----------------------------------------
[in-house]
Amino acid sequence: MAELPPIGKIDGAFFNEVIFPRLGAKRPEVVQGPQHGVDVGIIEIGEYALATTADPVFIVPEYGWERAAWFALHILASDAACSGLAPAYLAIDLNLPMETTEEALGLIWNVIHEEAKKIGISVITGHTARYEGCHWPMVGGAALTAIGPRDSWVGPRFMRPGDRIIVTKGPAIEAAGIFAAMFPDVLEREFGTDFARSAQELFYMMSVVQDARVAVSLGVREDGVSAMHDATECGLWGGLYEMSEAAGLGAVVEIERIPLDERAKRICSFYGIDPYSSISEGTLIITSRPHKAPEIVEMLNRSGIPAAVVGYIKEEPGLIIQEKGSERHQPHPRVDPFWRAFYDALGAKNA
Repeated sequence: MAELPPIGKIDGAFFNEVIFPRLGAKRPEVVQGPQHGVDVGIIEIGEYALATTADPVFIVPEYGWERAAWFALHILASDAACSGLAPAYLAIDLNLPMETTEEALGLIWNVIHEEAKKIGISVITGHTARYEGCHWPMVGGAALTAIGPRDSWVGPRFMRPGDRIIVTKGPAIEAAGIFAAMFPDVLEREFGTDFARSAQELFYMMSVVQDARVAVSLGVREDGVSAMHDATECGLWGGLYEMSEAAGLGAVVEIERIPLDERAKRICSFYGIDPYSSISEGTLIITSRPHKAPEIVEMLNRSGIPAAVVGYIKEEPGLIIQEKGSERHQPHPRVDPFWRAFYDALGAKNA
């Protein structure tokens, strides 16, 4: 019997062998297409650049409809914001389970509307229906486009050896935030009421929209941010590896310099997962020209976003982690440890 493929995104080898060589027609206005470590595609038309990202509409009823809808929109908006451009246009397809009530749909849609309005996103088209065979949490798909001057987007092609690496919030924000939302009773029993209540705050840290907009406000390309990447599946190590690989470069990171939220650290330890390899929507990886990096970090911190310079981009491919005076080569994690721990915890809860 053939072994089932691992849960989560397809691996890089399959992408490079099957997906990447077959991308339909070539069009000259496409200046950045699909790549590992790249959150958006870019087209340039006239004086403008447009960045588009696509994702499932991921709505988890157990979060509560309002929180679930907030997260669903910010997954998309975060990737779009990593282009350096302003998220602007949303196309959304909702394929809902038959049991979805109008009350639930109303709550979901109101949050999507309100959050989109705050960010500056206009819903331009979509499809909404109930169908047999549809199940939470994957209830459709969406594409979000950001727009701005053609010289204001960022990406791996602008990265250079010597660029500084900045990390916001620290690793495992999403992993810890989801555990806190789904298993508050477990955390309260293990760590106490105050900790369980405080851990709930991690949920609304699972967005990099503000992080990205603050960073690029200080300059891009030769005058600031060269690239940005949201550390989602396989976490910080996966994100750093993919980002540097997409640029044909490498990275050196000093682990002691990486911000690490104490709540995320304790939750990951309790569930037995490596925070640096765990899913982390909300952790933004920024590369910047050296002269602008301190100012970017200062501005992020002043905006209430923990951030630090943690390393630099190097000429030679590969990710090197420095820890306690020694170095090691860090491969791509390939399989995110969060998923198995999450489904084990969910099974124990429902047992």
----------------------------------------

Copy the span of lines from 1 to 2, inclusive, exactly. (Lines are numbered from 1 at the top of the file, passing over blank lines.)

[in-house]
Amino acid sequence: MAELPPIGKIDGAFFNEVIFPRLGAKRPEVVQGPQHGVDVGIIEIGEYALATTADPVFIVPEYGWERAAWFALHILASDAACSGLAPAYLAIDLNLPMETTEEALGLIWNVIHEEAKKIGISVITGHTARYEGCHWPMVGGAALTAIGPRDSWVGPRFMRPGDRIIVTKGPAIEAAGIFAAMFPDVLEREFGTDFARSAQELFYMMSVVQDARVAVSLGVREDGVSAMHDATECGLWGGLYEMSEAAGLGAVVEIERIPLDERAKRICSFYGIDPYSSISEGTLIITSRPHKAPEIVEMLNRSGIPAAVVGYIKEEPGLIIQEKGSERHQPHPRVDPFWRAFYDALGAKNA